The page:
Enabling Microparticle Imprinting to Achieve Penetration and Local Endurance in the Peritoneum via High-Intensity Ultrasound (HIUS) for the Treatment of Peritoneal MetastasisRead the full article
International Journal of Surgical Oncology publishes original research articles, review articles, and clinical studies in all areas of surgical oncology.
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The Management of Desmoid Tumors: A Retrospective Study of 30 Cases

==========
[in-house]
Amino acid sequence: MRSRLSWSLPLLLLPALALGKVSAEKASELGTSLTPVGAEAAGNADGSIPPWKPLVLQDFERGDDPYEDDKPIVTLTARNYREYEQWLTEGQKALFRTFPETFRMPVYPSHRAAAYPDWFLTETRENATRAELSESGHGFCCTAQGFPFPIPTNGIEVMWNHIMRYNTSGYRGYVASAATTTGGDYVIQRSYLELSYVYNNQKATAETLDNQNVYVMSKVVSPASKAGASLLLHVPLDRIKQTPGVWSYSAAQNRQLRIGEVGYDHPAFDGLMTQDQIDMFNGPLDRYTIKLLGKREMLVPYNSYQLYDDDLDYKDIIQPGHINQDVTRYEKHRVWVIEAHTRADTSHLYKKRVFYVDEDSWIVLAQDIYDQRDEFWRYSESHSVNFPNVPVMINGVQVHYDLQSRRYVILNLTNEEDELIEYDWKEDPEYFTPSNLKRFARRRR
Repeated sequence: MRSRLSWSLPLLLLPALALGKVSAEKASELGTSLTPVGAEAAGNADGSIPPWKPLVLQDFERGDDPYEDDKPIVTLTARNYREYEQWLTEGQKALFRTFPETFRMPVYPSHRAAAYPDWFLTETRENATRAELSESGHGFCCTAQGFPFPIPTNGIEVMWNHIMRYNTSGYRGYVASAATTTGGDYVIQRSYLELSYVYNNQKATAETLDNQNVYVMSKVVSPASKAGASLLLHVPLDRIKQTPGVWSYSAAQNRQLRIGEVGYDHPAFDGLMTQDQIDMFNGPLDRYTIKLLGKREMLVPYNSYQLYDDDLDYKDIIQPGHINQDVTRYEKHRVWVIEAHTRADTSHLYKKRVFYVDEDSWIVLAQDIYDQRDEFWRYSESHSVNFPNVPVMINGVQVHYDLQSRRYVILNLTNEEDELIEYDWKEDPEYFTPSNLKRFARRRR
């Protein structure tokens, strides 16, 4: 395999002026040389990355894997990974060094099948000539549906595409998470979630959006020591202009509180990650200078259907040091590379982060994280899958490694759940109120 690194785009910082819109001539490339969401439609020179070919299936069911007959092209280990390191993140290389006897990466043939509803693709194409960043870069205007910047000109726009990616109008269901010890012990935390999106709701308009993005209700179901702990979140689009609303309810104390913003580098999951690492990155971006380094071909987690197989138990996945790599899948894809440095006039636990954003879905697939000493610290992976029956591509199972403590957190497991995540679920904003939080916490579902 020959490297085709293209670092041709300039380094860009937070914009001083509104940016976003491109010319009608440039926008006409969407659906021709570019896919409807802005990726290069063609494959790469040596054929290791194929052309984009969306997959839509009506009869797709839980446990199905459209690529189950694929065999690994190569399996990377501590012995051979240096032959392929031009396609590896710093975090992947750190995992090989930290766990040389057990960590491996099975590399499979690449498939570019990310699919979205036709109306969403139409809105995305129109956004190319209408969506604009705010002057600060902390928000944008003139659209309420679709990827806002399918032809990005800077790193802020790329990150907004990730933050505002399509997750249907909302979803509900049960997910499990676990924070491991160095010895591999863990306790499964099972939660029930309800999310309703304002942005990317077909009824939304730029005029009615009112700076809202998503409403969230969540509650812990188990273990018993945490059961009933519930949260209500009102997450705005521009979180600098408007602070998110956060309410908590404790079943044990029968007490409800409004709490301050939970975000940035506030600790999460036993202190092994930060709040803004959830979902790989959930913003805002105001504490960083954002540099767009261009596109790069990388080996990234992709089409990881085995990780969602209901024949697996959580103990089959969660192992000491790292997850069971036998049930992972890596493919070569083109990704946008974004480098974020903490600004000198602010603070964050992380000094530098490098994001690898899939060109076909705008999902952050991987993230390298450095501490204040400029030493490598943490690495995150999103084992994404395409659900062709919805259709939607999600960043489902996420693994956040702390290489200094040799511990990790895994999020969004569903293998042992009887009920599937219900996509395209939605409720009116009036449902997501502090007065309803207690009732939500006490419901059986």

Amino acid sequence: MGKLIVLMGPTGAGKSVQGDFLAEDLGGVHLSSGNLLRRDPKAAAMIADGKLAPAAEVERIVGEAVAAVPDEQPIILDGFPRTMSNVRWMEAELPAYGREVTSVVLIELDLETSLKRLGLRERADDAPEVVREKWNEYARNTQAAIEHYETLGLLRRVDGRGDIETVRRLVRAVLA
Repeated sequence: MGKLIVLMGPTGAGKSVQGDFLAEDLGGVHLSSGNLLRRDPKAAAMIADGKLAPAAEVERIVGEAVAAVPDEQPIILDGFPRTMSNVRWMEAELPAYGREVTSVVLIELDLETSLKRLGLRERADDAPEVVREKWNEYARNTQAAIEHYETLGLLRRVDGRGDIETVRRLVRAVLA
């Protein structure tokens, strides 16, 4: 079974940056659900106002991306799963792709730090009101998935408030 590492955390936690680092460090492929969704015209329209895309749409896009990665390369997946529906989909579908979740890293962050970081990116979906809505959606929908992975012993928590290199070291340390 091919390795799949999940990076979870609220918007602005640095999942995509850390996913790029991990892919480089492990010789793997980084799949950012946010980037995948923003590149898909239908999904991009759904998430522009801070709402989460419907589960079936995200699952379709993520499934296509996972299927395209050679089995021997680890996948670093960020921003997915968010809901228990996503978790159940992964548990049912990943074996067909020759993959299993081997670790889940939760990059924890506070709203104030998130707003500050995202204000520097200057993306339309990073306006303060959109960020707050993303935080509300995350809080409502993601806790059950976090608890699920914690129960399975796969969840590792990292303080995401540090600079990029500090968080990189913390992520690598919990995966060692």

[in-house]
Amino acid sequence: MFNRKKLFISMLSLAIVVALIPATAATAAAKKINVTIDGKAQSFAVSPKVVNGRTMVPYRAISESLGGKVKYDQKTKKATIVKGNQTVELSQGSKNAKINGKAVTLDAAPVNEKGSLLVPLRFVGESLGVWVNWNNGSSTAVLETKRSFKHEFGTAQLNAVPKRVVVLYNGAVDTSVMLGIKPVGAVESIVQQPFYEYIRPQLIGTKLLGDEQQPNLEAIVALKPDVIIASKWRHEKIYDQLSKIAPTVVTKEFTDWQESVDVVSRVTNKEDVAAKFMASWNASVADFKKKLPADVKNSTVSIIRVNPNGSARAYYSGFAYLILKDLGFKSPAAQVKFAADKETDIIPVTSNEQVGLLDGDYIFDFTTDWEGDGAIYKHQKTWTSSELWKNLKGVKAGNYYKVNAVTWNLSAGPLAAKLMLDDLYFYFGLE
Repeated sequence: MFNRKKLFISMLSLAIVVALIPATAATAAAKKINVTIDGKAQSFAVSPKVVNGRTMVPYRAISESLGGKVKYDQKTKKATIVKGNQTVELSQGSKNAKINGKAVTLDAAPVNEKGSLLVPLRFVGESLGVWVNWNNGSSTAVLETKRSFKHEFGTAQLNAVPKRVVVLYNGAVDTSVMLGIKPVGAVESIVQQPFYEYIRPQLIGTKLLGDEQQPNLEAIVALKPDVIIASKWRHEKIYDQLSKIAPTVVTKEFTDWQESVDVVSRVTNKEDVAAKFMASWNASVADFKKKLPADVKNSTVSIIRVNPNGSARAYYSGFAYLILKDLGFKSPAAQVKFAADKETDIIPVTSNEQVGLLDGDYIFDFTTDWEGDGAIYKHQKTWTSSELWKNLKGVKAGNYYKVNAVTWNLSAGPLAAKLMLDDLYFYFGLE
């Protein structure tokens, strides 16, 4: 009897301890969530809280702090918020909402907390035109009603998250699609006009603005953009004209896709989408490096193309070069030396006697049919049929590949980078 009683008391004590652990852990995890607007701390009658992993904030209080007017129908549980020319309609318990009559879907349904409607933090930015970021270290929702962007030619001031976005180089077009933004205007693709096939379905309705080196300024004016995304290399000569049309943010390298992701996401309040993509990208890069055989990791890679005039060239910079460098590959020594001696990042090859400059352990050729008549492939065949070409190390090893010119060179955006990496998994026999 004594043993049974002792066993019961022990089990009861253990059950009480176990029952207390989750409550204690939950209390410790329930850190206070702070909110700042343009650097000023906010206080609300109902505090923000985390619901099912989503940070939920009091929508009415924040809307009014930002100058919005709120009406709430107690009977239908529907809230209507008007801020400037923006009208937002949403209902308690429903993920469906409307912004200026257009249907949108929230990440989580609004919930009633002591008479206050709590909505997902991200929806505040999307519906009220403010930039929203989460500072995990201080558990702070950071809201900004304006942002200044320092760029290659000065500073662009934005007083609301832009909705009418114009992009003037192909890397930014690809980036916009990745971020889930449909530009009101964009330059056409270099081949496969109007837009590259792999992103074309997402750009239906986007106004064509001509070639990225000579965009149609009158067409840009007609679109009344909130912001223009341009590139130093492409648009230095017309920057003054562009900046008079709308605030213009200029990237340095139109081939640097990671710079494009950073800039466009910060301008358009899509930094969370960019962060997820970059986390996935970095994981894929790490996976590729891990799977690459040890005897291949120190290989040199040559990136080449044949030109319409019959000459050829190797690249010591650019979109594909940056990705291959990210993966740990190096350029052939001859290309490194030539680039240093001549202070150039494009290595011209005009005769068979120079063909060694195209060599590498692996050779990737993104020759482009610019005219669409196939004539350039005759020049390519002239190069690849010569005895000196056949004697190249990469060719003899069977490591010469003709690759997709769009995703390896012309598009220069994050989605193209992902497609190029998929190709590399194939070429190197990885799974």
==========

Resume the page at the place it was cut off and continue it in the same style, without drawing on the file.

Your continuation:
Objectives. Desmoid tumor also called aggressive fibromatosis is a rare type of benign tumor. It is a mesenchymal malignancy without metastatic potential. The standard management is resection, but other options including observation may be discussed. Desmoid-type fibromatosis may occur throughout the body, but the abdominal wall is the most common site. The aim of our study was to assess the clinicoepidemiological profile, prognostic factors, and treatment outcome of desmoid tumors. Methods. A monocentric retrospective study was conducted over a period of 19 years between February 2000 and November 2019 at the oncology department of Salah Azaïz Institute. Our study concerns 30 patients with desmoid tumor. All data regarding patients were obtained from the medical record. Results. Thirty patients were included. The median age was 35 years with a female predominance (sex ratio = 0.07). A palpable mass was the most common complaint (n = 27). Median tumor size was 5 cm. The principal site of involvement was the abdominal wall (n = 14). Surgery was performed in 27 patients. The histopathology reports listed 14 (52%) cases with negative margins and 13 (48%) cases with positive margins. Radiation therapy was performed in 2 patients. One patient received tamoxifen. Local recurrence occurred in 11 patients. Two patients died of their desmoid tumor. Abdominal wall tumors have less risk of recurrence compared with other sites (). Macroscopic margin involvement (R2) was the only prognostic factor influencing disease-free-survival (). Conclusion. Desmoid tumors are aggressive tumors with a tendency for local recurrence. Abdominal wall tumors have less risk of recurrence. Macroscopic margin involvement was the only prognostic factor that affects disease-free-survival.